First DLR B90 sent for scrap

With the Docklands Light Railway set to get a fleet of new trains from 2024 (currently being built by CAF) it was inevitable that the long-standing fleet of trains dating from the early and mid-1990s would not have much of a future and now the first of these has been sent for scrap with B90 39 heading on a one way trip to Rotherham – the ultimate destination of many a last journey of UK light rail and heavy rail vehicles.

39 was one of 23 Class B90 trains built by BN Construction (later to become part of Bombardier) in Brugge, Belgium. Originally delivered in the flat red, blue and white livery it latterly carried the more wavy fleet livery including a blue “river” as well as black ends. The unit has not seen use for many years with its last day of operation being on 13th May 2016. It was confirmed earlier this year that there were no plans for its be repaired and it had long been used as a source of spare parts.

It was collected from Beckton Depot on Thursday 27th October to make the trip to CF Booths in Rotherham with work soon underway to scrap it and become the first of the B90s to be scrapped.

All of the B90s will, in turn, be withdrawn from service and will presumably be scrapped unless a new home can be found for them.

The new trains are being built by CAF with 43 due to be delivered to East London. Unlike previous DLR trains they will not require coupling to other units as they are longer, also,adding security as they enabled full walkthrough from one end to the other and the on board member of staff will no longer have to continually swap between units. Originally due to enter service in 2023 it is now expected that it will be 2024 before the first carries passengers.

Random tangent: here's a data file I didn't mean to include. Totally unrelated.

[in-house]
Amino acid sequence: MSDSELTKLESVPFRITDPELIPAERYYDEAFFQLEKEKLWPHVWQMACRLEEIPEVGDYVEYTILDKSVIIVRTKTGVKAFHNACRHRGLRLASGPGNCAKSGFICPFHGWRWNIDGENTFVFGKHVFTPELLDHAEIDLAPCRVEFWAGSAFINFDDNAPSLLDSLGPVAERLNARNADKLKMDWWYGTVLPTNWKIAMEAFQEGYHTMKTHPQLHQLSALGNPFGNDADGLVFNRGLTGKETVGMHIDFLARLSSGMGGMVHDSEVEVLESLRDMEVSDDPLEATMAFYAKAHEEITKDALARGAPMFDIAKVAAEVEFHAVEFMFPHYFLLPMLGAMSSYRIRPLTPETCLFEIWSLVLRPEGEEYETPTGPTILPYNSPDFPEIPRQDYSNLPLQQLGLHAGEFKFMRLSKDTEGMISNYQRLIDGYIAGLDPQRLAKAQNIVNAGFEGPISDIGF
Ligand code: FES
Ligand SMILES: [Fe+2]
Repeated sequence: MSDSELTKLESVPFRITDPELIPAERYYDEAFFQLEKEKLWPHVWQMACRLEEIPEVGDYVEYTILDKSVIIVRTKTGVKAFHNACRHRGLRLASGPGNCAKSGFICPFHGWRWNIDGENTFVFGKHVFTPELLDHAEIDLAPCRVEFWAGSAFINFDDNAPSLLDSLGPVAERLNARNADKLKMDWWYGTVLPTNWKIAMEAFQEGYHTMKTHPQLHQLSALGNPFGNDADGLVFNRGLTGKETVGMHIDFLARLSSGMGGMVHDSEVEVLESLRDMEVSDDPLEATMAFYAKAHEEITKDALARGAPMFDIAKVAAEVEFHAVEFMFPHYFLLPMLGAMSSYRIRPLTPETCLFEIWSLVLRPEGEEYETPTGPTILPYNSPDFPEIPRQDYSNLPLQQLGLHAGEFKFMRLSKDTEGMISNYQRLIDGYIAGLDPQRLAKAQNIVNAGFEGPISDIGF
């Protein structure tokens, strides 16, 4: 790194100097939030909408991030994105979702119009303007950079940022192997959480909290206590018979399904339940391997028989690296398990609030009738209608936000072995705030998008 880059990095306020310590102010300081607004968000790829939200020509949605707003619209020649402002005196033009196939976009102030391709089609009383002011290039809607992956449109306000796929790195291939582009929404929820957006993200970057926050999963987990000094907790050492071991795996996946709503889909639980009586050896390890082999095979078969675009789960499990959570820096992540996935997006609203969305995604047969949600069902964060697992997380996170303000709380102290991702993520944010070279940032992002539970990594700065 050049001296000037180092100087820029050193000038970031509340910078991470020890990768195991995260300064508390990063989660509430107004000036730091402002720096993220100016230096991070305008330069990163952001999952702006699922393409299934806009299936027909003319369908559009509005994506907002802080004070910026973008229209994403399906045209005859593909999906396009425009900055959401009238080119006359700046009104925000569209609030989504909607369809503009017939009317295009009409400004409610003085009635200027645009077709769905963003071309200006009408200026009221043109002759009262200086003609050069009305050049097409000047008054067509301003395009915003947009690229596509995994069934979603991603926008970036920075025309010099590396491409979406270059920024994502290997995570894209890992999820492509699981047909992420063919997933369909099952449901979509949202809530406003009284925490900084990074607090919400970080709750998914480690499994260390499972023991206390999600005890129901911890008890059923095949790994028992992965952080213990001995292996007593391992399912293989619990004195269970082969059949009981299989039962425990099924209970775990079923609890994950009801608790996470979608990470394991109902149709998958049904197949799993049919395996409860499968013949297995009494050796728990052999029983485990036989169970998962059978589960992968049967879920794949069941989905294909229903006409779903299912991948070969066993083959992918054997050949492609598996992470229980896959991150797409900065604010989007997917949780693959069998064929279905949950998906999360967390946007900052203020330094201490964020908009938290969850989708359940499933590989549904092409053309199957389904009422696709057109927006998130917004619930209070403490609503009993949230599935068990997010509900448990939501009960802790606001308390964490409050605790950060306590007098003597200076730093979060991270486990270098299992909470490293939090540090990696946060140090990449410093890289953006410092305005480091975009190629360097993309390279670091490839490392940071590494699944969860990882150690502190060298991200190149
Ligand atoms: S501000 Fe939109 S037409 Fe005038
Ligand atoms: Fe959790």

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5 Responses to First DLR B90 sent for scrap

  1. Paul says:

    Surely DLR have not heard about CAF’s shoddy workmanship that as effected trams and trains which come with cracks in the floor and door frames.

    And we all know what CAF stand’s for

    • Nigel Pennick says:

      British transport systems mainly ordering stock from overseas industries do no good to the British economy. Since Brexit there has been no necessity to seek tenders from foreign producers. But clearly British industry has been so depleted over the years that at the present time no factory in the UK can make what is needed. Consequently the debacle over the Midland Metro trams, etc.

      • johnb78 says:

        The economic point of buying rolling stock for transport systems in London is to allow people in London to get around and do their jobs, not to subsidise chippy Northerners by overpaying for British Leyland-quality trams when they can just buy them off the shelf from high-volume global manufacturers..

    • John says:

      So much like Bombardier trams and trains, Hitachi trains are then any supplier who deliver on time and functional?

  2. John Hibbert says:

    British Leyland quality in question? Those BR Pacers, albeit unpopular, lasted a while.
    Leyland works is still turning out high quality trucks – DAF badged.

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